of the king, and to weaken that of the 
great proprietors, it could not do either sufficiently 
for establishing order and good government 
among the inhabitants of the country
because it could not alter sufficiently 
that state of property and manners from which 
the disorders arose. The authority of government 
still continued to be, as before, too weak 
in the head, and too strong in the inferior 
members; and the excessive strength of the 
inferior members was the cause of the weakness 
of the head. After the institution of feudal 
subordination, the king was as incapable 
of restraining the violence of the great lords 
as before. They still continued to make war 
according to their own discretion, almost continually 
upon one another, and very frequently 
upon the king; and the open country still 
continued to be a scene of violence, rapine
and disorder
But what all the violence of the feudal institutions 
could never have effected, the silent 
and insensible operation of foreign commerce 
and manufactures gradually brought about. 
These gradually furnished the great proprietors 
with something for which they could exchange 
the whole surplus produce of their 
lands, and which they could consume themselves, 
without sharing it either with tenants 
or retainers. All for ourselves, and nothing 
for other people, seems, in every age of the 
world, to have been the vile maxim of the 
masters of mankind. As soon, therefore, as 
they could find a method of consuming the 
whole value of their rents themselves, they 
had no disposition to share them with any 
other persons. For a pair of diamond buckles, 
perhaps, or for something as frivolous and 
useless, they exchanged the maintenance, or, 
what in the same thing, the price of the maintenance 
of 1000 men for a year, and with it 
the whole weight and authority which it could 
give them. The buckles, however, were to be 
all their own, and no other human creature 
was to have any share of them; whereas, in 
the more ancient method of expense, they 
must have shared with at least 1000 people
With the judges that were to determine the 
preference, this difference was perfectly decisive; 
and thus, for the gratification of the 
most childish, the meanest, and the most sordid 
of all vanities they gradually bartered 
their whole power and authority
In a country where there is no foreign commerce, 
nor any of the finer manufactures, a man 
of L.10,000 a-year cannot well employ his revenue 
in any other way than in maintaining
perhaps, 1000 families, who are all of them 
necessarily at his command. In the present 
state of Europe, a man of L.10,000 a-year 
can spend his whole revenue, and he generally 
does so, without directly maintaining twenty 
people, or being able to command more than 
ten footmen, not worth the commanding. Indirectly
perhaps, he maintains as great, or 
even a greater number of people, than he 
could have done by the ancient method of expense.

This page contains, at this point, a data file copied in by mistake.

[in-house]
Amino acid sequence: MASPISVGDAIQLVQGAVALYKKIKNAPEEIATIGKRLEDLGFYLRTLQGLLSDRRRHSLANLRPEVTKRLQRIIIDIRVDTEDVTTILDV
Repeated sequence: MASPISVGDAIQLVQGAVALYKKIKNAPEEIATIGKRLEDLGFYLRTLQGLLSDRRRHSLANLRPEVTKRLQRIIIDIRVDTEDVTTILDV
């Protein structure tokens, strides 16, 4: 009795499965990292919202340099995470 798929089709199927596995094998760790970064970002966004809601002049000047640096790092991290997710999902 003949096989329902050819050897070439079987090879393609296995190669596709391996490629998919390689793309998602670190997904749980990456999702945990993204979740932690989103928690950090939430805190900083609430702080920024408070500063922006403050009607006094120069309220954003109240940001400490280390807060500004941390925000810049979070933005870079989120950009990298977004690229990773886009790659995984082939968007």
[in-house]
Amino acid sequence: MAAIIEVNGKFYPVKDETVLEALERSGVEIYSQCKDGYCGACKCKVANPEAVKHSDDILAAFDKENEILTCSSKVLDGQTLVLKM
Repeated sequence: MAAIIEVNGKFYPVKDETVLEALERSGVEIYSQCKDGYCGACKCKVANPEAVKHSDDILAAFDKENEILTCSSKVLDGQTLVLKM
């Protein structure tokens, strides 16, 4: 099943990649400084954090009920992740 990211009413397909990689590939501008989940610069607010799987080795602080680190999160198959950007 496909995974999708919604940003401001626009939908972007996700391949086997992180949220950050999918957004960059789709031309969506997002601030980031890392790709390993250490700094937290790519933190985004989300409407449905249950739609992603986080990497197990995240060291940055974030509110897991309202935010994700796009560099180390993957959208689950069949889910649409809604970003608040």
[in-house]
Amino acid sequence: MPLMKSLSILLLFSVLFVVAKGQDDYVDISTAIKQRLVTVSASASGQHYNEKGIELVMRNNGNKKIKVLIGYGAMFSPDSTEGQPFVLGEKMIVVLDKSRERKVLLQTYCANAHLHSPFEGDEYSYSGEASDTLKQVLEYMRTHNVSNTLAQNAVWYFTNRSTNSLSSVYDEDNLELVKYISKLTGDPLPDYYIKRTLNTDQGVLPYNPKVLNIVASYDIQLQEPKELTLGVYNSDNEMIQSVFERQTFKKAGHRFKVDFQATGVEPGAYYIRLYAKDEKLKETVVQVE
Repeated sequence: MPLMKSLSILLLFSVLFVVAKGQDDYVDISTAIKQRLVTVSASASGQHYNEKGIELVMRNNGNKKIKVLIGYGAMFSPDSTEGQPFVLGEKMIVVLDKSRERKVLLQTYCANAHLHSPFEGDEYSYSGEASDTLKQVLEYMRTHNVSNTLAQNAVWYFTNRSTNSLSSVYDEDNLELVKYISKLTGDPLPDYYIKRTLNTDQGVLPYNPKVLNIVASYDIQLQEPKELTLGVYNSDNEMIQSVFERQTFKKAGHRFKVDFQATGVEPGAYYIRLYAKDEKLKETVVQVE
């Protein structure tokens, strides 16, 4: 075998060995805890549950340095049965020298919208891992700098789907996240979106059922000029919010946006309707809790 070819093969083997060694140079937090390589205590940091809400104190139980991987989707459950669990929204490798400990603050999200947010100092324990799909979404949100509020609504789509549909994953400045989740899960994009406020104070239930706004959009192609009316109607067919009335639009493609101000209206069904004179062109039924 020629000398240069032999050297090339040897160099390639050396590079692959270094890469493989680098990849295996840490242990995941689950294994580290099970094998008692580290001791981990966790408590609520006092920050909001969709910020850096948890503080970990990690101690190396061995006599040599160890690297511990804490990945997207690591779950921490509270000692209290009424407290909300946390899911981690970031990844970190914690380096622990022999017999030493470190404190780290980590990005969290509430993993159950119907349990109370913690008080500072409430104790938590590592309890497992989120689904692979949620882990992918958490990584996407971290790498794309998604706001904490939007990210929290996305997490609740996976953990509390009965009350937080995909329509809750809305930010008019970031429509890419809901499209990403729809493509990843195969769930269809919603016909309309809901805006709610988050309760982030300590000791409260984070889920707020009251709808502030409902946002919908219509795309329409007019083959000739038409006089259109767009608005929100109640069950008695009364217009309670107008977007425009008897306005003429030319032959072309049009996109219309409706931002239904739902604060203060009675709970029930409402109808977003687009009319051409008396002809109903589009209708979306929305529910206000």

For though the quantity of precious 
productions for which he exchanges his whole 
revenue be very small, the number of workmen 
employed in collecting and preparing it 
must necessarily have been very great. Its 
great price generally arises from the wages of 
their labour, and the profits of all their immediate 
employers. By paying that price, he 
indirectly pays all those wages and profits
and thus indirectly contributes to the maintenance 
of all the workmen and their employers
He generally contributes, however, but a very 
small proportion to that of each; to a very 
few, perhaps, not a tenth, to many not a hundredth, 
and to some not a thousandth, or even 
a ten thousandth part of their whole annual 
maintenance. Though he contributes, therefore, 
to the maintenance of them all, they are 
all more or less independent of him, because 
generally they can all be maintained without 
When the great proprietors of land spend 
their rents in maintaining their tenants and 
retainers, each of them maintains entirely all 
his own tenants and all his own retainers
But when they spend them in maintaining 
tradesmen and artificers, they may, all of them 
taken together, perhaps maintain as great, or, 
on account of the waste which attends rustic 
hospitality, a greater number of people than 
before. Each of them, however, taken singly, 
contributes often but a very small share to the 
maintenance of any individual of this greater 
number. Each tradesman or artificer derives 
his subsistence from the employment, not of 
one, but of a hundred or a thousand different 
customers. Though in some measure obliged 
to them all, therefore, he is not absolutely dependent 
upon any one of them. 
The personal expense of the great proprietors 
having in this manner gradually increased, 
it was impossible that the number of their 
retainers should not as gradually diminish
till they were at last dismissed altogether. 
The same cause gradually led them to dismiss 
the unnecessary part of their tenants. Farms 
were enlarged, and the occupiers of land, notwithstanding 
the complaints of depopulation
reduced to the number necessary for cultivating 
it, according to the imperfect state of 
cultivation and improvement in those times
By the removal of the unnecessary mouths
and by exacting from the farmer the full value 
of the farm, a greater surplus, or, what is 
the same thing, the price of a greater surplus
was obtained for the proprietor, which the 
merchants and manufacturers soon furnished 
him with a method of spending upon his own 
person, in the same manner as he had done 
the rest. The cause continuing to operate
he was desirous to raise his rents above what 
his lands, in the actual state of their improvement, 
could afford. His tenants could agree